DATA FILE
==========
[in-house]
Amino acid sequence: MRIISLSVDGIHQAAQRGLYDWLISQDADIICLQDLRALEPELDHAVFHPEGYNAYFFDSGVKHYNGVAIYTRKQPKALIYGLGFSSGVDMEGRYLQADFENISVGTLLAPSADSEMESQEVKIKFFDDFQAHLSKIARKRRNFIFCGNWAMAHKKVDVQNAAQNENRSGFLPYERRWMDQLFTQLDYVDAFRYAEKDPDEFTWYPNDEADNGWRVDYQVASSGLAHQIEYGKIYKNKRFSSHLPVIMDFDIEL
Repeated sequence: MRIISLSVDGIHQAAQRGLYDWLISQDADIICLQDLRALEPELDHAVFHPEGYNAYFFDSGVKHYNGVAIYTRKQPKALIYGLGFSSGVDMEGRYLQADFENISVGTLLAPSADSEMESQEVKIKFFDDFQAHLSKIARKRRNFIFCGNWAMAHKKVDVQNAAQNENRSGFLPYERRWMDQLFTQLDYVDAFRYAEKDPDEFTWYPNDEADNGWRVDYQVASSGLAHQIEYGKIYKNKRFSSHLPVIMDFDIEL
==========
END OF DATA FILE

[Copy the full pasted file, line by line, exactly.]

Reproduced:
[in-house]
Amino acid sequence: MRIISLSVDGIHQAAQRGLYDWLISQDADIICLQDLRALEPELDHAVFHPEGYNAYFFDSGVKHYNGVAIYTRKQPKALIYGLGFSSGVDMEGRYLQADFENISVGTLLAPSADSEMESQEVKIKFFDDFQAHLSKIARKRRNFIFCGNWAMAHKKVDVQNAAQNENRSGFLPYERRWMDQLFTQLDYVDAFRYAEKDPDEFTWYPNDEADNGWRVDYQVASSGLAHQIEYGKIYKNKRFSSHLPVIMDFDIEL
Repeated sequence: MRIISLSVDGIHQAAQRGLYDWLISQDADIICLQDLRALEPELDHAVFHPEGYNAYFFDSGVKHYNGVAIYTRKQPKALIYGLGFSSGVDMEGRYLQADFENISVGTLLAPSADSEMESQEVKIKFFDDFQAHLSKIARKRRNFIFCGNWAMAHKKVDVQNAAQNENRSGFLPYERRWMDQLFTQLDYVDAFRYAEKDPDEFTWYPNDEADNGWRVDYQVASSGLAHQIEYGKIYKNKRFSSHLPVIMDFDIEL